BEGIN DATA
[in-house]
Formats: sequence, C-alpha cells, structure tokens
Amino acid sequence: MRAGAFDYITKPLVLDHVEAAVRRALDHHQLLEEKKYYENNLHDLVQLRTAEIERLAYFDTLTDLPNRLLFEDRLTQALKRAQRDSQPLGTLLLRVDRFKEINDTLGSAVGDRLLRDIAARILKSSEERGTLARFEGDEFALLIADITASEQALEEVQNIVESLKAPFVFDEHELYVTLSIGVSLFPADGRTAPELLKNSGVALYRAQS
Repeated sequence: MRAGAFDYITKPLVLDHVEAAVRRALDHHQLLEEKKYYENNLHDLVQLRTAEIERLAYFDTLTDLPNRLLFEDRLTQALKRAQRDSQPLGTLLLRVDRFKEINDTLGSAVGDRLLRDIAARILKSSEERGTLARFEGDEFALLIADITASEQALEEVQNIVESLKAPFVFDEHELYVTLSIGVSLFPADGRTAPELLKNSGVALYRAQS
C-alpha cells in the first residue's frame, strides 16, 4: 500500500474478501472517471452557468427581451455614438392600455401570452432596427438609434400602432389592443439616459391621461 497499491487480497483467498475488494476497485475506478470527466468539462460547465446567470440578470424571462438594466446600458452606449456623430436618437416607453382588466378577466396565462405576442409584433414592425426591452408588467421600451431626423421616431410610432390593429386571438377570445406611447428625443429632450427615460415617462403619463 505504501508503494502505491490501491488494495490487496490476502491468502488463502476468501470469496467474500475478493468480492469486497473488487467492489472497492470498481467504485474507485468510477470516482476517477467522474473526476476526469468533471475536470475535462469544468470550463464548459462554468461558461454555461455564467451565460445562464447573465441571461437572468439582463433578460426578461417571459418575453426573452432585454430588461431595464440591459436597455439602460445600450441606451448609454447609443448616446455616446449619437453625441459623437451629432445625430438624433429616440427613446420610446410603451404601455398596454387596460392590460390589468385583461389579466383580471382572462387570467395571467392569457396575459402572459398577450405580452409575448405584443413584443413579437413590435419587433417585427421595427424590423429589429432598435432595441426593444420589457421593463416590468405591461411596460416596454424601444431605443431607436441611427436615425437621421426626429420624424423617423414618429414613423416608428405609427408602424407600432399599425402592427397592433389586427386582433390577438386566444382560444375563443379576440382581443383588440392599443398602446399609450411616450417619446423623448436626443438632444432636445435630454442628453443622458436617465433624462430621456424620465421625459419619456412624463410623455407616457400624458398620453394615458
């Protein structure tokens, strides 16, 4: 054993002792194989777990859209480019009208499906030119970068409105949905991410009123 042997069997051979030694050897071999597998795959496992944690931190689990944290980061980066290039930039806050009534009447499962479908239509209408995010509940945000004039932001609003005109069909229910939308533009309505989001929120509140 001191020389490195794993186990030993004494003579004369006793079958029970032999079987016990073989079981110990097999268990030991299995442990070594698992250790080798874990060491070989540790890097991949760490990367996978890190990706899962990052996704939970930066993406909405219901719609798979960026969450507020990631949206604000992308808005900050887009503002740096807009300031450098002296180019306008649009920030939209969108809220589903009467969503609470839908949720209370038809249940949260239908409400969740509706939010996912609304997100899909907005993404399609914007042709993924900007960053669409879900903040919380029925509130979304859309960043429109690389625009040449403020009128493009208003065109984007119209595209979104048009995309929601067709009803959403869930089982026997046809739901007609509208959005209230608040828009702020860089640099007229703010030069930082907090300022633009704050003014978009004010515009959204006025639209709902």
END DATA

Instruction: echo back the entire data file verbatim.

[in-house]
Formats: sequence, C-alpha cells, structure tokens
Amino acid sequence: MRAGAFDYITKPLVLDHVEAAVRRALDHHQLLEEKKYYENNLHDLVQLRTAEIERLAYFDTLTDLPNRLLFEDRLTQALKRAQRDSQPLGTLLLRVDRFKEINDTLGSAVGDRLLRDIAARILKSSEERGTLARFEGDEFALLIADITASEQALEEVQNIVESLKAPFVFDEHELYVTLSIGVSLFPADGRTAPELLKNSGVALYRAQS
Repeated sequence: MRAGAFDYITKPLVLDHVEAAVRRALDHHQLLEEKKYYENNLHDLVQLRTAEIERLAYFDTLTDLPNRLLFEDRLTQALKRAQRDSQPLGTLLLRVDRFKEINDTLGSAVGDRLLRDIAARILKSSEERGTLARFEGDEFALLIADITASEQALEEVQNIVESLKAPFVFDEHELYVTLSIGVSLFPADGRTAPELLKNSGVALYRAQS
C-alpha cells in the first residue's frame, strides 16, 4: 500500500474478501472517471452557468427581451455614438392600455401570452432596427438609434400602432389592443439616459391621461 497499491487480497483467498475488494476497485475506478470527466468539462460547465446567470440578470424571462438594466446600458452606449456623430436618437416607453382588466378577466396565462405576442409584433414592425426591452408588467421600451431626423421616431410610432390593429386571438377570445406611447428625443429632450427615460415617462403619463 505504501508503494502505491490501491488494495490487496490476502491468502488463502476468501470469496467474500475478493468480492469486497473488487467492489472497492470498481467504485474507485468510477470516482476517477467522474473526476476526469468533471475536470475535462469544468470550463464548459462554468461558461454555461455564467451565460445562464447573465441571461437572468439582463433578460426578461417571459418575453426573452432585454430588461431595464440591459436597455439602460445600450441606451448609454447609443448616446455616446449619437453625441459623437451629432445625430438624433429616440427613446420610446410603451404601455398596454387596460392590460390589468385583461389579466383580471382572462387570467395571467392569457396575459402572459398577450405580452409575448405584443413584443413579437413590435419587433417585427421595427424590423429589429432598435432595441426593444420589457421593463416590468405591461411596460416596454424601444431605443431607436441611427436615425437621421426626429420624424423617423414618429414613423416608428405609427408602424407600432399599425402592427397592433389586427386582433390577438386566444382560444375563443379576440382581443383588440392599443398602446399609450411616450417619446423623448436626443438632444432636445435630454442628453443622458436617465433624462430621456424620465421625459419619456412624463410623455407616457400624458398620453394615458
């Protein structure tokens, strides 16, 4: 054993002792194989777990859209480019009208499906030119970068409105949905991410009123 042997069997051979030694050897071999597998795959496992944690931190689990944290980061980066290039930039806050009534009447499962479908239509209408995010509940945000004039932001609003005109069909229910939308533009309505989001929120509140 001191020389490195794993186990030993004494003579004369006793079958029970032999079987016990073989079981110990097999268990030991299995442990070594698992250790080798874990060491070989540790890097991949760490990367996978890190990706899962990052996704939970930066993406909405219901719609798979960026969450507020990631949206604000992308808005900050887009503002740096807009300031450098002296180019306008649009920030939209969108809220589903009467969503609470839908949720209370038809249940949260239908409400969740509706939010996912609304997100899909907005993404399609914007042709993924900007960053669409879900903040919380029925509130979304859309960043429109690389625009040449403020009128493009208003065109984007119209595209979104048009995309929601067709009803959403869930089982026997046809739901007609509208959005209230608040828009702020860089640099007229703010030069930082907090300022633009704050003014978009004010515009959204006025639209709902």